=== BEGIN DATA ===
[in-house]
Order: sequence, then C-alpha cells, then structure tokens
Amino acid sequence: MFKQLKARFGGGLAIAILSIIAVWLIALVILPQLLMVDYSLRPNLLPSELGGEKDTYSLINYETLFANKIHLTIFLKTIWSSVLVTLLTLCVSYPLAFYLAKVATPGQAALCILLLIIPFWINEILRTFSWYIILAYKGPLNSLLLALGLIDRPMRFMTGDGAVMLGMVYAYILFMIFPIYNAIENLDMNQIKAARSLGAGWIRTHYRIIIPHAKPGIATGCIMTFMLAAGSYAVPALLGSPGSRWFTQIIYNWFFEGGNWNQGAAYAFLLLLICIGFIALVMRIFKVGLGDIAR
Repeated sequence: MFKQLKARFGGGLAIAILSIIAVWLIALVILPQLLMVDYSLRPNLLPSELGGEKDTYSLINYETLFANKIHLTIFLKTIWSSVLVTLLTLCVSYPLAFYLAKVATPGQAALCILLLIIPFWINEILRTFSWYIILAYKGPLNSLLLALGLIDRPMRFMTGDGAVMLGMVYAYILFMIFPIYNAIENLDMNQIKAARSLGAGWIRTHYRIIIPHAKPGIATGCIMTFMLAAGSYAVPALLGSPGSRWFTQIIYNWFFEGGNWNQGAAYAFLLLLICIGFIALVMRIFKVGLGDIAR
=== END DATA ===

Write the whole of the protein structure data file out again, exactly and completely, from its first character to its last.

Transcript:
[in-house]
Order: sequence, then C-alpha cells, then structure tokens
Amino acid sequence: MFKQLKARFGGGLAIAILSIIAVWLIALVILPQLLMVDYSLRPNLLPSELGGEKDTYSLINYETLFANKIHLTIFLKTIWSSVLVTLLTLCVSYPLAFYLAKVATPGQAALCILLLIIPFWINEILRTFSWYIILAYKGPLNSLLLALGLIDRPMRFMTGDGAVMLGMVYAYILFMIFPIYNAIENLDMNQIKAARSLGAGWIRTHYRIIIPHAKPGIATGCIMTFMLAAGSYAVPALLGSPGSRWFTQIIYNWFFEGGNWNQGAAYAFLLLLICIGFIALVMRIFKVGLGDIAR
Repeated sequence: MFKQLKARFGGGLAIAILSIIAVWLIALVILPQLLMVDYSLRPNLLPSELGGEKDTYSLINYETLFANKIHLTIFLKTIWSSVLVTLLTLCVSYPLAFYLAKVATPGQAALCILLLIIPFWINEILRTFSWYIILAYKGPLNSLLLALGLIDRPMRFMTGDGAVMLGMVYAYILFMIFPIYNAIENLDMNQIKAARSLGAGWIRTHYRIIIPHAKPGIATGCIMTFMLAAGSYAVPALLGSPGSRWFTQIIYNWFFEGGNWNQGAAYAFLLLLICIGFIALVMRIFKVGLGDIAR